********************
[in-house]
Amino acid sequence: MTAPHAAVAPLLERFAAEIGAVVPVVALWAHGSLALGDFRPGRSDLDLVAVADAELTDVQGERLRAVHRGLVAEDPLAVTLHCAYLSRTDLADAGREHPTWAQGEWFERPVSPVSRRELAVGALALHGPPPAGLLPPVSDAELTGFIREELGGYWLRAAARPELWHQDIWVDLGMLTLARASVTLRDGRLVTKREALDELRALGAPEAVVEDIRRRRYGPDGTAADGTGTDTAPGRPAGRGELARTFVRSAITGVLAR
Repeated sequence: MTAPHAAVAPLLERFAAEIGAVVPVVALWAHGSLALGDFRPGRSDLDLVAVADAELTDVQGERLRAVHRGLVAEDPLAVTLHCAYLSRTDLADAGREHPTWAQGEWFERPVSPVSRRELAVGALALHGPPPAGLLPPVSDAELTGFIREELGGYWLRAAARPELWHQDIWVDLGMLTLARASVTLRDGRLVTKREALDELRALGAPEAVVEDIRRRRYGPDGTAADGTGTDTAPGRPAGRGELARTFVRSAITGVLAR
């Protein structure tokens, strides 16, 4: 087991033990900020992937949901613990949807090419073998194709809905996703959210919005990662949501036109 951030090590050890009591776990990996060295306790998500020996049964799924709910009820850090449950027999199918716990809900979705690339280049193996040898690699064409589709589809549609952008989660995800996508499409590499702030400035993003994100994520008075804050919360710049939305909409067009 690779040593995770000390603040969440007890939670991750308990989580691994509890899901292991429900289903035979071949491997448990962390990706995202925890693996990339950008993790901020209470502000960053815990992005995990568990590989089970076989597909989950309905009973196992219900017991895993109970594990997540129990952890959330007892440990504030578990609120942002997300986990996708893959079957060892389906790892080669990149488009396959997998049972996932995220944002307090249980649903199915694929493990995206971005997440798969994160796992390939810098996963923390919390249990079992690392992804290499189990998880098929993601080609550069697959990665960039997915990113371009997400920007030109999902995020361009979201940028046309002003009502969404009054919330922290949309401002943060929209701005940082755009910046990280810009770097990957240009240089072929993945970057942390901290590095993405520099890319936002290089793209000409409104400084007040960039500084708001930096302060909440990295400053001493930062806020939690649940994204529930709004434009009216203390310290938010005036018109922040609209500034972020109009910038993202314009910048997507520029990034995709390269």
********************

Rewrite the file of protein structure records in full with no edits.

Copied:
[in-house]
Amino acid sequence: MTAPHAAVAPLLERFAAEIGAVVPVVALWAHGSLALGDFRPGRSDLDLVAVADAELTDVQGERLRAVHRGLVAEDPLAVTLHCAYLSRTDLADAGREHPTWAQGEWFERPVSPVSRRELAVGALALHGPPPAGLLPPVSDAELTGFIREELGGYWLRAAARPELWHQDIWVDLGMLTLARASVTLRDGRLVTKREALDELRALGAPEAVVEDIRRRRYGPDGTAADGTGTDTAPGRPAGRGELARTFVRSAITGVLAR
Repeated sequence: MTAPHAAVAPLLERFAAEIGAVVPVVALWAHGSLALGDFRPGRSDLDLVAVADAELTDVQGERLRAVHRGLVAEDPLAVTLHCAYLSRTDLADAGREHPTWAQGEWFERPVSPVSRRELAVGALALHGPPPAGLLPPVSDAELTGFIREELGGYWLRAAARPELWHQDIWVDLGMLTLARASVTLRDGRLVTKREALDELRALGAPEAVVEDIRRRRYGPDGTAADGTGTDTAPGRPAGRGELARTFVRSAITGVLAR
């Protein structure tokens, strides 16, 4: 087991033990900020992937949901613990949807090419073998194709809905996703959210919005990662949501036109 951030090590050890009591776990990996060295306790998500020996049964799924709910009820850090449950027999199918716990809900979705690339280049193996040898690699064409589709589809549609952008989660995800996508499409590499702030400035993003994100994520008075804050919360710049939305909409067009 690779040593995770000390603040969440007890939670991750308990989580691994509890899901292991429900289903035979071949491997448990962390990706995202925890693996990339950008993790901020209470502000960053815990992005995990568990590989089970076989597909989950309905009973196992219900017991895993109970594990997540129990952890959330007892440990504030578990609120942002997300986990996708893959079957060892389906790892080669990149488009396959997998049972996932995220944002307090249980649903199915694929493990995206971005997440798969994160796992390939810098996963923390919390249990079992690392992804290499189990998880098929993601080609550069697959990665960039997915990113371009997400920007030109999902995020361009979201940028046309002003009502969404009054919330922290949309401002943060929209701005940082755009910046990280810009770097990957240009240089072929993945970057942390901290590095993405520099890319936002290089793209000409409104400084007040960039500084708001930096302060909440990295400053001493930062806020939690649940994204529930709004434009009216203390310290938010005036018109922040609209500034972020109009910038993202314009910048997507520029990034995709390269």